Tools for Practice


#28 Are Acetaminophen and Ibuprofen Equivalent in the Treatment of Paediatric Fever?


CLINICAL QUESTION
If we provide a recommendation regarding the treatment of paediatric fever, is acetaminophen or ibuprofen superior?


BOTTOM LINE
Treatment of pediatric fever is debated and should be discussed with parents/patients.  If clinicians are going to recommend a treatment, ibuprofen offers superior fever reduction with no increase in adverse events.  



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EVIDENCE
A meta-analysis and two randomized controlled trials (RCT) provide some guidance. 
  • Review of Ibuprofen versus Acetaminophen:1 
    • 10 trials, 1,078 patients. 
    • Dose: Ibuprofen 5-10 mg/kg and acetaminophen 10-15mg/kg. 
    • Outcome:  
      • Ibuprofen statistically superior at 2, 4 and 6 hours. 
      • At 4-6 hours approximately 15% more ibuprofen patients will have fever reduction [number needed to treat (NNT) 7]. 
    • Similar results in pooled analysis of 2 RCTs of children 6 months to 11 years (319 patients) of single dose ibuprofen versus acetaminophen.2    
  • PITCH:3 RCT (156 children age six months to six years) comparing ibuprofen 10mg/kg q6-8 hours, acetaminophen 15mg/kg q4-6 hours or both. 
    • Outcomes (statistically significant): 
      • Time without fever in first four hours: Combination superior to acetaminophen by 55. 3 minutes but not ibuprofen.   
      • Combination had reduced fever time in first 24 hours. 
        • Acetaminophen 4.4 hours more. 
        • Ibuprofen 2.5 hours more. 
      • Authors recommended ibuprofen due to superiority to acetaminophen, similar to combination with less risk of excess dosing. 
    • Cochrane4 review of PITCH plus 5 other studies found similar. 
Context:   
  • Overdosing of medications reported in 21% children in PITCH.3   
  • Debate:  
    • No evidence that fever itself is harmful.5 
    • Antipyretics not shown to prevent febrile seizures.6,7  
    • No evidence that treating fever in mild infections is harmful (unless overdosed) and present evidence shows it does not prolong illness.8 
    • If treated, goal should likely be comfort (although no studies have investigated “comfort” in fever).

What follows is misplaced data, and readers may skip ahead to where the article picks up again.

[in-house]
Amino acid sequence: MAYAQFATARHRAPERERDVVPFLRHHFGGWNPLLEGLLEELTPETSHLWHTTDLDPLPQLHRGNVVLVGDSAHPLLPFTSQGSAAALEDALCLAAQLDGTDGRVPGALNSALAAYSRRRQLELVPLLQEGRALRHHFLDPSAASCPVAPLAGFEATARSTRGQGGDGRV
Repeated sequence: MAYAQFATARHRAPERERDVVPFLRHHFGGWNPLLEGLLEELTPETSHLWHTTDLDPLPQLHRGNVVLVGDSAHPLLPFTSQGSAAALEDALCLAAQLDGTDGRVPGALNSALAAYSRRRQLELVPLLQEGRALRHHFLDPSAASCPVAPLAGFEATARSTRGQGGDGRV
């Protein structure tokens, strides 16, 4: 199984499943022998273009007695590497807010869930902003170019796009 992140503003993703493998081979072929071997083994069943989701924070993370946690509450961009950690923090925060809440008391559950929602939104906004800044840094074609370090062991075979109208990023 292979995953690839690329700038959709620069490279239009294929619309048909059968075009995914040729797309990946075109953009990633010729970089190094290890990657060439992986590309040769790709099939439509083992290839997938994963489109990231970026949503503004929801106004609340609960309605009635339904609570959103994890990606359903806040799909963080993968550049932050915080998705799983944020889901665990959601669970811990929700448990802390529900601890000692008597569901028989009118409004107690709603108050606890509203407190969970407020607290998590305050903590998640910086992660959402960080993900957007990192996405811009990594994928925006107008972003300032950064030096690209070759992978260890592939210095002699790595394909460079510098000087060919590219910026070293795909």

• Adverse effects of ibuprofen compared to acetaminophen: 
    • Asthma: Ibuprofen carries the same or perhaps slightly lower risk versus acetaminophen9  
    • Reye Syndrome: No increased risk.10,11 
    • GI Effect & Renal: No evidence of risk.12 Canadian Pediatric Society advises against ibuprofen if a child is not “drinking reasonably well.”13 
    • “Systemic” Reaction: No evidence of risk.12 
updated dec 16 2017 by Ricky


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Author(s):

  • G. Michael Allan MD CCFP
  • Yvonne Shevchuk BSP PharmD

1. Perrott DA, Piira T, Goodenough B, et al. Arch Pediatr Adolesc Med. 2004; 158:521-6.

2. Jayawardena S, Kellstein D. Clin Pediatr. 2017; 56:1120-7.

3. Hay AD, Costelloe C, Redmond NM, et al. BMJ. 2008; 337:a13021

4. Wong T, Stang AS, Ganshorn H, et al. Cochrane Database Syst Rev 2013; 10:CD009572.

5. Mackowiak PA. Clin Infect Dis. 2000; 31(Suppl5):S185-9.

6. Duffner PK, Baumann RJ, Berman P, et al. Pediatrics. 2008; 121:1281-6.

7. Offringa M, Newton R, Cozijnsen MA, Nevitt SJ. Cochrane Database System Rev 2017; 2:CD003031

8. Purssell E, While AE. J Pediatr. 2013 Sep; 163(3):822-827.e1-2.

9. Kanabar D, Dale S, Rawat M. Clin Ther. 2007;29:2716–2723.

10. Southey ER, Soares-Weiser K, Kleijnen J. Curr Med Res Opin. 2009; 25(9):2207-22.

11. Lesko SM, Mitchell AA. Pediatrics. 1999; 104(4):e39.

12. Lesko SM, Mitchell AA. JAMA. 1995; 273(12):929-33.

13. Canadian Pediatric Society. Available at: http://www.caringforkids.cps.ca/handouts/fever_and_temperature_taking. Last Accessed: October 24, 2013.

Authors do not have any conflicts of interest to declare.